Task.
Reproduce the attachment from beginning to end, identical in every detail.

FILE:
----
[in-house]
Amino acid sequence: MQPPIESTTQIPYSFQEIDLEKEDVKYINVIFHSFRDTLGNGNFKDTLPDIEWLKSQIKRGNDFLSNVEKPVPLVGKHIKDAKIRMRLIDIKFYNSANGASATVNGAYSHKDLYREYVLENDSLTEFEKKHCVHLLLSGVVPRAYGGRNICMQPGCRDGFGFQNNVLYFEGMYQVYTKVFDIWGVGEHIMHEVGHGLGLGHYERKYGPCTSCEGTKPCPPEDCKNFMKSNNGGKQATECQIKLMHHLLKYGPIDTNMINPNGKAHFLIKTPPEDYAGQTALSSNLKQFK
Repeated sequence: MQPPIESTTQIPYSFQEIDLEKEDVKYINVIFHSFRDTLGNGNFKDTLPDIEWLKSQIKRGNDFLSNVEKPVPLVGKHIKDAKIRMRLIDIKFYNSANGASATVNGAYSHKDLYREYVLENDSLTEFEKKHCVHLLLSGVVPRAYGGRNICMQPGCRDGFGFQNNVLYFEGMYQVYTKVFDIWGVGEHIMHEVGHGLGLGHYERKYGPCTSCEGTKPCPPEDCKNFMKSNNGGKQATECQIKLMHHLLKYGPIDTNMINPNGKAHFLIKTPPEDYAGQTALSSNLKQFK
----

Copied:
[in-house]
Amino acid sequence: MQPPIESTTQIPYSFQEIDLEKEDVKYINVIFHSFRDTLGNGNFKDTLPDIEWLKSQIKRGNDFLSNVEKPVPLVGKHIKDAKIRMRLIDIKFYNSANGASATVNGAYSHKDLYREYVLENDSLTEFEKKHCVHLLLSGVVPRAYGGRNICMQPGCRDGFGFQNNVLYFEGMYQVYTKVFDIWGVGEHIMHEVGHGLGLGHYERKYGPCTSCEGTKPCPPEDCKNFMKSNNGGKQATECQIKLMHHLLKYGPIDTNMINPNGKAHFLIKTPPEDYAGQTALSSNLKQFK
Repeated sequence: MQPPIESTTQIPYSFQEIDLEKEDVKYINVIFHSFRDTLGNGNFKDTLPDIEWLKSQIKRGNDFLSNVEKPVPLVGKHIKDAKIRMRLIDIKFYNSANGASATVNGAYSHKDLYREYVLENDSLTEFEKKHCVHLLLSGVVPRAYGGRNICMQPGCRDGFGFQNNVLYFEGMYQVYTKVFDIWGVGEHIMHEVGHGLGLGHYERKYGPCTSCEGTKPCPPEDCKNFMKSNNGGKQATECQIKLMHHLLKYGPIDTNMINPNGKAHFLIKTPPEDYAGQTALSSNLKQFK